Lawmakers May Speed Up Appeals Process In Death Penalty Cases

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TOPEKA, Kan. (WIBW)- Some lawmakers want to speed up the appeals process in death penalty cases. They're considering a bill that sets a time limit.

The Senate approved the bill last month. It sets a limit of three years and six months for the Kansas Supreme Court to decide an appeal of a death penalty conviction.

"I was in prison for almost 25 years for a crime I didn't commit, a first degree murder," said Thomas Goldstein.

In 1979, Kansas native, Thomas Goldstein was sentenced on charges he killed a person. 24 years later, a judge found Goldsten was not guilty and he was freed in 2004.

He says he is an example of why capital punishment cases cannot be rushed.

"If you try to expedite the rights of the accused, you are liable to make more mistakes and likely an innocent man will be convicted and executed," he says.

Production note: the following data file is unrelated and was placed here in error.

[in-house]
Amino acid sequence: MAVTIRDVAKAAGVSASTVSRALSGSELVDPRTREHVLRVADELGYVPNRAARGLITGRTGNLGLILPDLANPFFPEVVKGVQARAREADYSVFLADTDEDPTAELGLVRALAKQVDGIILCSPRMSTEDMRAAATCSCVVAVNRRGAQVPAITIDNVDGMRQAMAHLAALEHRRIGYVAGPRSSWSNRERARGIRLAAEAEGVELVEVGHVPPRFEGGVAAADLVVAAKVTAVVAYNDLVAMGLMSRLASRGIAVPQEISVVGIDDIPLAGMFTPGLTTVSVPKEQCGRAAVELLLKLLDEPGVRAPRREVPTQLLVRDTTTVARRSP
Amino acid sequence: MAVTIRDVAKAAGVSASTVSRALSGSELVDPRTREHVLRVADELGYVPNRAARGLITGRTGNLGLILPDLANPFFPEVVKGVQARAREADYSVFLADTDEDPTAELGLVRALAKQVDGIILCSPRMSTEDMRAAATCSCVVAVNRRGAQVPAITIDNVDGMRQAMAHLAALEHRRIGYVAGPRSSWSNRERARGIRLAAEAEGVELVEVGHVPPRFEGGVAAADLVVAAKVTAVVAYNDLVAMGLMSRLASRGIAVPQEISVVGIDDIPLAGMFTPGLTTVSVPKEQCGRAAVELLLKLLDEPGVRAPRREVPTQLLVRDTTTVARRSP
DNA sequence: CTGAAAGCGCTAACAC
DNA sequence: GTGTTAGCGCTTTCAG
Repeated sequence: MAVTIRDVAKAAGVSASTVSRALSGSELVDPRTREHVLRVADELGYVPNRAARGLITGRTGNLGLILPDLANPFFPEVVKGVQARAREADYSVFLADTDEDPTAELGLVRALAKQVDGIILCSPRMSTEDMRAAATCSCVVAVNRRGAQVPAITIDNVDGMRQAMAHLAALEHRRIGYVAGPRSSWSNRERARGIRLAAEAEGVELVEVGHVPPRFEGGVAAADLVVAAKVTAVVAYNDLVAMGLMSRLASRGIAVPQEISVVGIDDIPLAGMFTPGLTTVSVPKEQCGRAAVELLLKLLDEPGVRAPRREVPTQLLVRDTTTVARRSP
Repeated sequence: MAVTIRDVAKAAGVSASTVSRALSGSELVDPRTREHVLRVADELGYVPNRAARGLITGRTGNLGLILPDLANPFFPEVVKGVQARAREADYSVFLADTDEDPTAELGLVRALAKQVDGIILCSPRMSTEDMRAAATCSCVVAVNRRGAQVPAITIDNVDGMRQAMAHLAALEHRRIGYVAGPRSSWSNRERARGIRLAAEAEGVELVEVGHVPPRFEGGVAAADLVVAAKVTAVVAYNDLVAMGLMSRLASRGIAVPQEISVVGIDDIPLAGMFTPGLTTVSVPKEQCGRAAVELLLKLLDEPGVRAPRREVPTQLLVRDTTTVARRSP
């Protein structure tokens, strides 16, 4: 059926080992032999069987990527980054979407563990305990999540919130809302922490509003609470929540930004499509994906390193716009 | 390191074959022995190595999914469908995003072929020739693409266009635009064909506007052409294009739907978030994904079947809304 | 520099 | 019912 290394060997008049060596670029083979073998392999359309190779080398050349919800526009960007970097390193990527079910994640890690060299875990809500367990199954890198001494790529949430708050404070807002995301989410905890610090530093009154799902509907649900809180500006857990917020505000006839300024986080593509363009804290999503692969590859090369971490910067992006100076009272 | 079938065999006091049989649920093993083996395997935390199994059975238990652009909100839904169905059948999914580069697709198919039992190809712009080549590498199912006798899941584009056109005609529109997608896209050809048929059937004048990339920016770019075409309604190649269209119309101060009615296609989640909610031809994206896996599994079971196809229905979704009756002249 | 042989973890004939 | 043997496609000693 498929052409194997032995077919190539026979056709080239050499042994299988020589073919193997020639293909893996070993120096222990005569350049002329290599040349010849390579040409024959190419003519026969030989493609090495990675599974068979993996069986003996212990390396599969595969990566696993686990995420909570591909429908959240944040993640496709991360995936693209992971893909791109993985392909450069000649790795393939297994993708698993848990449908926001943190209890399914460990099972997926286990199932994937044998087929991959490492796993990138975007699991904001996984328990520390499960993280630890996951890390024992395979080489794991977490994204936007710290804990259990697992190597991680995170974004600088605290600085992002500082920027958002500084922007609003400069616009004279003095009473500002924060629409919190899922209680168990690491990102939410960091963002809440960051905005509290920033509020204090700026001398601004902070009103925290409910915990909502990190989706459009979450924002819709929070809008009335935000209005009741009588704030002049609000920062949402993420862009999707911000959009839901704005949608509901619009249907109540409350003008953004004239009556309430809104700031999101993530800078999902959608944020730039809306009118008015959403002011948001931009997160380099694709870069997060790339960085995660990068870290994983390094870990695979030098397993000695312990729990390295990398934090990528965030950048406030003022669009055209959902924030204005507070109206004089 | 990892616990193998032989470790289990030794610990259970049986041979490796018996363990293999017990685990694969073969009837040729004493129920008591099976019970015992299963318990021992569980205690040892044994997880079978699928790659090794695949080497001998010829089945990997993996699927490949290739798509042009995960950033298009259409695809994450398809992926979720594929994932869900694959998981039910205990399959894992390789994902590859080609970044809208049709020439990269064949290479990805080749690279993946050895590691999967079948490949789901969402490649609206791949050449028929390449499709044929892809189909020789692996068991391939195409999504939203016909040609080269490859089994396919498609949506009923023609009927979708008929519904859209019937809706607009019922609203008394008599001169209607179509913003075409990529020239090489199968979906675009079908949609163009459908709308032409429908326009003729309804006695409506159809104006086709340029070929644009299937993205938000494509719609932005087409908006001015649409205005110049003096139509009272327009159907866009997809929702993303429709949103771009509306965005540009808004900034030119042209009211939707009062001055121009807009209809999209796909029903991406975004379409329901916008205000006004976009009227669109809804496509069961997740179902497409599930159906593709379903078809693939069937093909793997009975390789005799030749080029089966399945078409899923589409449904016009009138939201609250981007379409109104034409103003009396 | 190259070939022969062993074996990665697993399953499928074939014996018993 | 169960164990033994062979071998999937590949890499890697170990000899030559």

But, Deputy Solicitor General Kris Ailslieger told lawmakers a bill aimed at speeding up the appeals process in death penalty cases addresses a big concern.

"For a lot of people they say the death penalty doesn't work because it takes too long and trying to speed things up to a reasonable time frame is in the public interest," says Ailslieger.

Legislator Steven Becker disagrees. "They are trying to fast track the death penalty from the date of conviction, through the appeal process to the execution," he says.

Becker also says death penalty cases are complicated and it's not for lawmakers to decide how much time the courts need.

"It needs to be set by court rule not legislators," says Becker.

"I think the legislators are within their rights to set public policy. The legislator is the body that decides what the law and the court's job is to apply the law to the cases they have before them," says Ailsleiger.

Kansas has not executed anyone since reinstating the death penalty 20 years ago. There are 9 inmates currently on death row in Kansas.